You will see from my comment to Peter on the previous post that I did not think you were aiming that comment towards the Methodist Church, but Peter did and that was why I responded.

  2. Peter Kirk

    Bwahoa, I rather did think you were thinking of the Methodist church, perhaps because you had been reading Dave’s other posts. If I misrepresented you, I am sorry.
    Dave, I would like to withdraw any suggestion that Methodist stationing is “random”.
    But I would like to insist that it is “from above” at least in some cases. One of our fellow bloggers, Sally who I think you know personally, was recently given an assignment as a UK Methodist minister, to start this summer I think, without having any prior information about the churches she was being assigned to, nor if I remember correctly did the churches have any information about her. The decision that she would work there was taken entirely “from above” in the hierarchy of the church. She now has to move her whole family to a distant part of the country which she had not even seen until after the appointment was made. Do you deny that this happens at least in some circumstances?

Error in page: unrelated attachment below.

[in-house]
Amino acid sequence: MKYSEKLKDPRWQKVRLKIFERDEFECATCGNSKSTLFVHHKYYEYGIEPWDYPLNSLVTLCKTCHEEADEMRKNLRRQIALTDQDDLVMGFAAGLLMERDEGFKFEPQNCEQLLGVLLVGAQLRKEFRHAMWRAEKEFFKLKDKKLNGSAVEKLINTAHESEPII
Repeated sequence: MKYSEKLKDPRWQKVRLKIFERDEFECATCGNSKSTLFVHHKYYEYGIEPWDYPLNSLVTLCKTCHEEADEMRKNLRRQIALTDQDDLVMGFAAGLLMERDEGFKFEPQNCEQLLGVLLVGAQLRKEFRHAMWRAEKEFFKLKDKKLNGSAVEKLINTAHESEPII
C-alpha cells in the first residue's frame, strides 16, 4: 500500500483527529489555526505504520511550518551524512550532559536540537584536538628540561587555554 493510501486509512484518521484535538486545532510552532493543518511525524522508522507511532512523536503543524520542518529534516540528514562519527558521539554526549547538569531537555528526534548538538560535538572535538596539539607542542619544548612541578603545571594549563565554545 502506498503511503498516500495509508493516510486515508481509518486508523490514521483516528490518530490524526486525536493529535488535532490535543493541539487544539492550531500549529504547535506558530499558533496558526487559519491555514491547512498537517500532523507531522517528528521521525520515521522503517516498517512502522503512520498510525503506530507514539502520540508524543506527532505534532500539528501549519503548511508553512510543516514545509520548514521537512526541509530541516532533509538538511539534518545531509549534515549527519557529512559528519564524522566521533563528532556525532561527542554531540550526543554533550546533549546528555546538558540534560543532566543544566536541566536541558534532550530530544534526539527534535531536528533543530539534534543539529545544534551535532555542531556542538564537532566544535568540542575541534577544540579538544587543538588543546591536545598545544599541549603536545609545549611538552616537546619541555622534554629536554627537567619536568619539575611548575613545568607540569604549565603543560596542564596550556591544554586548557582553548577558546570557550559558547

I should add that she is not complaining. But I don’t see this as an appropriate way of filling vacancies in a Christian church. In fact it sounds to me rather like the old Soviet system where people were sent all round the USSR on work assignments decreed by a bureaucracy.

  3. Dave Warnock

    “Do you deny that this happens at least in some circumstances?”
    Absolutely not, it is the normal system for probationers. It was that system that meant we moved from Crawley, West Sussex to Raunds, Northamptonshire.
    But if you read my posts on stationing I absolutely deny that this is a system that works “from above” at least in the negative way you are implying.
    A placement like Sally’s, Pam’s and mine is in fact worked through a web of relationships. People who know us personally represent us (in my case it was Rev Angela Shier-Jones) and I know that all 3 of us who went from Seite that year feel very happy with the way that relationship worked.
    You are right in one sense. Once a circuit decides to seek a probationer they will get no choice. That is done to protect the probationers and it mostly does a good job of that.